Physocarpus opulifolius


Illustration of ninebark leaves, flowers, fruits.
Ninebark (Physocarpus opulifolius).
Paul Nelson

Rosaceae (roses)


Ninebark is an attractive shrub with wide-spreading, graceful, recurved branches and bark peeling off in conspicuous thin strips.

Leaves are alternate, simple, oval, 2–4 inches long; 3- or 5-lobed, tip pointed, double-toothed edges; green in summer, yellow to pink to bronze in fall.

Bark is brown, peeling into long, thin, papery strips giving it a shaggy appearance, exposing reddish or pale brown inner bark.

Twigs are brown to yellowish, smooth, flexible, bark peeling off in thin strips.

Flowers May–June, in dense, flat-topped clusters at tips of twigs 1–2½ inches wide; each flower small, white, with 5 petals and numerous stamens.

Fruits September–October, in drooping clusters of small, papery, reddish capsules.

Note: Several cultivated varieties have been developed for landscaping purposes. Many of these have strikingly colorful summer foliage ranging from copper to wine to burgundy red to purple.


Height: 3 to 10 feet.


Image of a ninebark


Cluster of white flowers with five petals on a stalk with dark green serrated leaves
Ninebark blossoms at Valley View Glades Natural Area
Habitat and conservation

In nature, this shrub is found on gravel bars, rocky stream banks, and bluffs along streams, usually associated with sumacs and gray dogwood. In cultivation, ninebark is an excellent shrub for borders, hedges, screening, and erosion control. It is a hardy plant with few disease or insect problems and can tolerate a wide variety of planting sites (even harsh ones). It thrives best in full sun.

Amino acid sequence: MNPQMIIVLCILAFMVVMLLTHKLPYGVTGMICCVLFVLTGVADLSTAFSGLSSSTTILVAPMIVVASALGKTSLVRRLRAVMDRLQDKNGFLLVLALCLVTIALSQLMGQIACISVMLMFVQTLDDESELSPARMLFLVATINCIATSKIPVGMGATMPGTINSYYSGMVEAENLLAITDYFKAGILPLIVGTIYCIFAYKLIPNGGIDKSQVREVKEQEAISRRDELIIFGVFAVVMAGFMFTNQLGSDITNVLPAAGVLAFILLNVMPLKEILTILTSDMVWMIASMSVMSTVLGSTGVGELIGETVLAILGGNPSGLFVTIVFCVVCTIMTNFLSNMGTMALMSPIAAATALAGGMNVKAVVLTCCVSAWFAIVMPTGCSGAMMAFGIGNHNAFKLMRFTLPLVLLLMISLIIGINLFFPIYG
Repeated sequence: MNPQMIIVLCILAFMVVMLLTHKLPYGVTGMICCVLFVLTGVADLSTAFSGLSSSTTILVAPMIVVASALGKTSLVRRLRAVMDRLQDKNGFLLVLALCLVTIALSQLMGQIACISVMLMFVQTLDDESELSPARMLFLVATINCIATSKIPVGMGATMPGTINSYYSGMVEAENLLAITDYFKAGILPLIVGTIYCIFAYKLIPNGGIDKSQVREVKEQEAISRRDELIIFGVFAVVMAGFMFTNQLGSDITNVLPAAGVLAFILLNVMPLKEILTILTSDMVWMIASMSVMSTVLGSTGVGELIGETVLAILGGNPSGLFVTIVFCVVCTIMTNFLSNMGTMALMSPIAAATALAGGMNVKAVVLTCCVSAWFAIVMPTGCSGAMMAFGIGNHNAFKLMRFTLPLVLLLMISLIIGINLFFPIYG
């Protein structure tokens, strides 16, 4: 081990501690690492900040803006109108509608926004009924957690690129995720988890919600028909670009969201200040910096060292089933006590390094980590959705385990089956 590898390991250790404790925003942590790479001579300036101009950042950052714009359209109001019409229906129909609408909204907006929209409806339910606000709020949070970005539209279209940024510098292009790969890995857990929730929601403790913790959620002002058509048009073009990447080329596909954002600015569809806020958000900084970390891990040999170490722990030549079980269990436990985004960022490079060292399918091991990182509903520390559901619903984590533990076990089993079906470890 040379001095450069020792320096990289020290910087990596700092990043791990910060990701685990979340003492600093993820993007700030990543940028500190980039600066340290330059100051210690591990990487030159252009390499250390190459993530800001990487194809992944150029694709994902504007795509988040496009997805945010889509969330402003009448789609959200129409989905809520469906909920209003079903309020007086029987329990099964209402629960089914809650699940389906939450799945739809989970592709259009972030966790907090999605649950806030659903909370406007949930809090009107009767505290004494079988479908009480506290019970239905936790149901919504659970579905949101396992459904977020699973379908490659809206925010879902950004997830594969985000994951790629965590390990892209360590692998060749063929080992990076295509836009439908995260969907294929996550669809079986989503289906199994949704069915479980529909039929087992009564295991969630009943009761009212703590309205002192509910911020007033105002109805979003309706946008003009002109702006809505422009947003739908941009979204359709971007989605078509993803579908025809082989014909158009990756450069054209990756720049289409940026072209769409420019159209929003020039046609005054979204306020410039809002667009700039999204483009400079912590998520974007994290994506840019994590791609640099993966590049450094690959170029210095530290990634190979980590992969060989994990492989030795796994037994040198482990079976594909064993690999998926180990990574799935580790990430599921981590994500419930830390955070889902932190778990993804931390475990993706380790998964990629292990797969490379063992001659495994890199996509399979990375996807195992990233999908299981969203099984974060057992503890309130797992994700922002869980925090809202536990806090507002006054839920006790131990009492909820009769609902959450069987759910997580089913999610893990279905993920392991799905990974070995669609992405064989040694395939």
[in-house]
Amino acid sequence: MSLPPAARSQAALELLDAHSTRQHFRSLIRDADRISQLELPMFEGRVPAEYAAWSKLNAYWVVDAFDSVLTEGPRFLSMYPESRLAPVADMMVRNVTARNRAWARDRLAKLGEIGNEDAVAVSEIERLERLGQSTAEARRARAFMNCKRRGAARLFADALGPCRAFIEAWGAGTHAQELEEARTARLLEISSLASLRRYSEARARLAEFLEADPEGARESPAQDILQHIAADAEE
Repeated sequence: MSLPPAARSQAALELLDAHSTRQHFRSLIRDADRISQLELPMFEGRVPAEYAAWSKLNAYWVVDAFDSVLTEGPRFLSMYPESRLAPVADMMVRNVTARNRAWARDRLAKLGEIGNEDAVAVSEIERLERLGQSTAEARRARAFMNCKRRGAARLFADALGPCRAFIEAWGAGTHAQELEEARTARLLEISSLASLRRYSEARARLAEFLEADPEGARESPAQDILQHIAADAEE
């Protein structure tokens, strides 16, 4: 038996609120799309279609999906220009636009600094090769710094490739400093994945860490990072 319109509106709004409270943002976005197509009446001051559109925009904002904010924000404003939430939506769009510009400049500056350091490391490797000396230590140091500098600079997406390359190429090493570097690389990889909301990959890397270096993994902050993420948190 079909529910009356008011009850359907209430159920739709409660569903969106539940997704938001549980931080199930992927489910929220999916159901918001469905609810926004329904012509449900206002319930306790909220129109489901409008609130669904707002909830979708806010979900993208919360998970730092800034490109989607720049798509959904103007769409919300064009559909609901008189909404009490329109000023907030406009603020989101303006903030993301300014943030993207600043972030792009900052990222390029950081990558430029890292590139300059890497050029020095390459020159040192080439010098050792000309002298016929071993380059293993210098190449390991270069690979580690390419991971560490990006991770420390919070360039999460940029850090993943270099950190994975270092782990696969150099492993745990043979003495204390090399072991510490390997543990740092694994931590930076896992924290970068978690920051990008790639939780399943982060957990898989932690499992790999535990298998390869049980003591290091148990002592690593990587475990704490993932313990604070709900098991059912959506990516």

image of Ninebark distribution map
Distribution in Missouri

In nature, found throughout southern and eastern Missouri. Cultivated statewide.

Human connections

An excellent thicket-forming shrub for hedges. Horticulturalists have had great success in breeding strikingly colorful varieties of ninebark. A close relative of spireas, ninebark, with its showy flowers and interesting bark, is an attractive, hardy choice for adding native plants to your landscaping.

Ecosystem connections

The flowers are a good nectar source for bees, butterflies, and even beetles (which require a relatively large platform for their clumsy landings). Several birds eat the seeds. The cover of shrubs is appreciated by all small animals seeking shelter from predators.